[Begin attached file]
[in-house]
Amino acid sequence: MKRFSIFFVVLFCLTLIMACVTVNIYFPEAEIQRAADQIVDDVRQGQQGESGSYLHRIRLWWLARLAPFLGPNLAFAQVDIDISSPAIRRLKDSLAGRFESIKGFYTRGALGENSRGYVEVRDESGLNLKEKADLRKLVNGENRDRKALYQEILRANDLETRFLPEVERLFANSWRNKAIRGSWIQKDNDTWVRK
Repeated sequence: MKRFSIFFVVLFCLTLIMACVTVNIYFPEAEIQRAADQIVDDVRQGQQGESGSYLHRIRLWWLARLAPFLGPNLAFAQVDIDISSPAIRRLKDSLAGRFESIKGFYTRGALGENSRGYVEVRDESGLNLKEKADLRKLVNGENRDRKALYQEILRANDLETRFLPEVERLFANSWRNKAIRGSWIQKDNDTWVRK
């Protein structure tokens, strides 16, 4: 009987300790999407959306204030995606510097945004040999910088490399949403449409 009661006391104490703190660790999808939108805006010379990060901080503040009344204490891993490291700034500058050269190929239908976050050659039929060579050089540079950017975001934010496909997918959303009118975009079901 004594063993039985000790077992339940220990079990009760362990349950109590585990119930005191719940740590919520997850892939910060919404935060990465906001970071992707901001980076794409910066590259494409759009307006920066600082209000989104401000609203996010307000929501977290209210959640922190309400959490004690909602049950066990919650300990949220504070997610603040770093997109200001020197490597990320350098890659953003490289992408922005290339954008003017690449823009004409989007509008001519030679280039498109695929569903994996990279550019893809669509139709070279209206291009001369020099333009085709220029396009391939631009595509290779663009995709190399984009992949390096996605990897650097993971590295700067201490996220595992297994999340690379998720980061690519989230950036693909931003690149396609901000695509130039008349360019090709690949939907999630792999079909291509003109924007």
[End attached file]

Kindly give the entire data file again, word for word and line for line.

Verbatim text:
[in-house]
Amino acid sequence: MKRFSIFFVVLFCLTLIMACVTVNIYFPEAEIQRAADQIVDDVRQGQQGESGSYLHRIRLWWLARLAPFLGPNLAFAQVDIDISSPAIRRLKDSLAGRFESIKGFYTRGALGENSRGYVEVRDESGLNLKEKADLRKLVNGENRDRKALYQEILRANDLETRFLPEVERLFANSWRNKAIRGSWIQKDNDTWVRK
Repeated sequence: MKRFSIFFVVLFCLTLIMACVTVNIYFPEAEIQRAADQIVDDVRQGQQGESGSYLHRIRLWWLARLAPFLGPNLAFAQVDIDISSPAIRRLKDSLAGRFESIKGFYTRGALGENSRGYVEVRDESGLNLKEKADLRKLVNGENRDRKALYQEILRANDLETRFLPEVERLFANSWRNKAIRGSWIQKDNDTWVRK
């Protein structure tokens, strides 16, 4: 009987300790999407959306204030995606510097945004040999910088490399949403449409 009661006391104490703190660790999808939108805006010379990060901080503040009344204490891993490291700034500058050269190929239908976050050659039929060579050089540079950017975001934010496909997918959303009118975009079901 004594063993039985000790077992339940220990079990009760362990349950109590585990119930005191719940740590919520997850892939910060919404935060990465906001970071992707901001980076794409910066590259494409759009307006920066600082209000989104401000609203996010307000929501977290209210959640922190309400959490004690909602049950066990919650300990949220504070997610603040770093997109200001020197490597990320350098890659953003490289992408922005290339954008003017690449823009004409989007509008001519030679280039498109695929569903994996990279550019893809669509139709070279209206291009001369020099333009085709220029396009391939631009595509290779663009995709190399984009992949390096996605990897650097993971590295700067201490996220595992297994999340690379998720980061690519989230950036693909931003690149396609901000695509130039008349360019090709690949939907999630792999079909291509003109924007």